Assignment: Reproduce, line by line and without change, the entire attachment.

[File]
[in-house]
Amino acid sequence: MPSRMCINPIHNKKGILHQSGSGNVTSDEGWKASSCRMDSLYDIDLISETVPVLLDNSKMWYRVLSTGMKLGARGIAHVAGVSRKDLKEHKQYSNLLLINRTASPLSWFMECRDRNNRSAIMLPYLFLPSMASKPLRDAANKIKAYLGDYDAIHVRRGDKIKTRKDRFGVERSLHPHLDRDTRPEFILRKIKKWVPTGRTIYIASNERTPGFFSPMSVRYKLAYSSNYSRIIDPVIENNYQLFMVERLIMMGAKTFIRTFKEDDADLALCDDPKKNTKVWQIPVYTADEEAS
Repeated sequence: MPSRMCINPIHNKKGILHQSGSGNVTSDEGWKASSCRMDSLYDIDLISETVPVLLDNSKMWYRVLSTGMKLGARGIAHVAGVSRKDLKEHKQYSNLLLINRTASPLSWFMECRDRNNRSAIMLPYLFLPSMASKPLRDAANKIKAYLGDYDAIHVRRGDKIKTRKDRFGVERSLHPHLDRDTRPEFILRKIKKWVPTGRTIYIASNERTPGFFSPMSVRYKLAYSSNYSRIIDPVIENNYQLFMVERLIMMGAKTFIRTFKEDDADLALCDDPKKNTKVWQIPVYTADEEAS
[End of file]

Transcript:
[in-house]
Amino acid sequence: MPSRMCINPIHNKKGILHQSGSGNVTSDEGWKASSCRMDSLYDIDLISETVPVLLDNSKMWYRVLSTGMKLGARGIAHVAGVSRKDLKEHKQYSNLLLINRTASPLSWFMECRDRNNRSAIMLPYLFLPSMASKPLRDAANKIKAYLGDYDAIHVRRGDKIKTRKDRFGVERSLHPHLDRDTRPEFILRKIKKWVPTGRTIYIASNERTPGFFSPMSVRYKLAYSSNYSRIIDPVIENNYQLFMVERLIMMGAKTFIRTFKEDDADLALCDDPKKNTKVWQIPVYTADEEAS
Repeated sequence: MPSRMCINPIHNKKGILHQSGSGNVTSDEGWKASSCRMDSLYDIDLISETVPVLLDNSKMWYRVLSTGMKLGARGIAHVAGVSRKDLKEHKQYSNLLLINRTASPLSWFMECRDRNNRSAIMLPYLFLPSMASKPLRDAANKIKAYLGDYDAIHVRRGDKIKTRKDRFGVERSLHPHLDRDTRPEFILRKIKKWVPTGRTIYIASNERTPGFFSPMSVRYKLAYSSNYSRIIDPVIENNYQLFMVERLIMMGAKTFIRTFKEDDADLALCDDPKKNTKVWQIPVYTADEEAS